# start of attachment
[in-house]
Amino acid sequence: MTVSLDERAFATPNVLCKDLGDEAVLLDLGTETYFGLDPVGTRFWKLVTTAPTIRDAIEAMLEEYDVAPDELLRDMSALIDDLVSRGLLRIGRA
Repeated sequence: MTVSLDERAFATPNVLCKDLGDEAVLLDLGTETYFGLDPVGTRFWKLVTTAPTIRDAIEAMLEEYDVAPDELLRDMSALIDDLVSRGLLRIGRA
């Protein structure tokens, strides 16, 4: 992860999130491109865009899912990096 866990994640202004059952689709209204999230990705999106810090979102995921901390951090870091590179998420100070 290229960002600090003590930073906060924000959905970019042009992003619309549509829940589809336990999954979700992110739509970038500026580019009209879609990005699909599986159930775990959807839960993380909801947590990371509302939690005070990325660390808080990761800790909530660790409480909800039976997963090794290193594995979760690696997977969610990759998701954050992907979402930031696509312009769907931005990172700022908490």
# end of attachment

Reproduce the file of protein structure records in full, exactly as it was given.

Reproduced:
[in-house]
Amino acid sequence: MTVSLDERAFATPNVLCKDLGDEAVLLDLGTETYFGLDPVGTRFWKLVTTAPTIRDAIEAMLEEYDVAPDELLRDMSALIDDLVSRGLLRIGRA
Repeated sequence: MTVSLDERAFATPNVLCKDLGDEAVLLDLGTETYFGLDPVGTRFWKLVTTAPTIRDAIEAMLEEYDVAPDELLRDMSALIDDLVSRGLLRIGRA
């Protein structure tokens, strides 16, 4: 992860999130491109865009899912990096 866990994640202004059952689709209204999230990705999106810090979102995921901390951090870091590179998420100070 290229960002600090003590930073906060924000959905970019042009992003619309549509829940589809336990999954979700992110739509970038500026580019009209879609990005699909599986159930775990959807839960993380909801947590990371509302939690005070990325660390808080990761800790909530660790409480909800039976997963090794290193594995979760690696997977969610990759998701954050992907979402930031696509312009769907931005990172700022908490």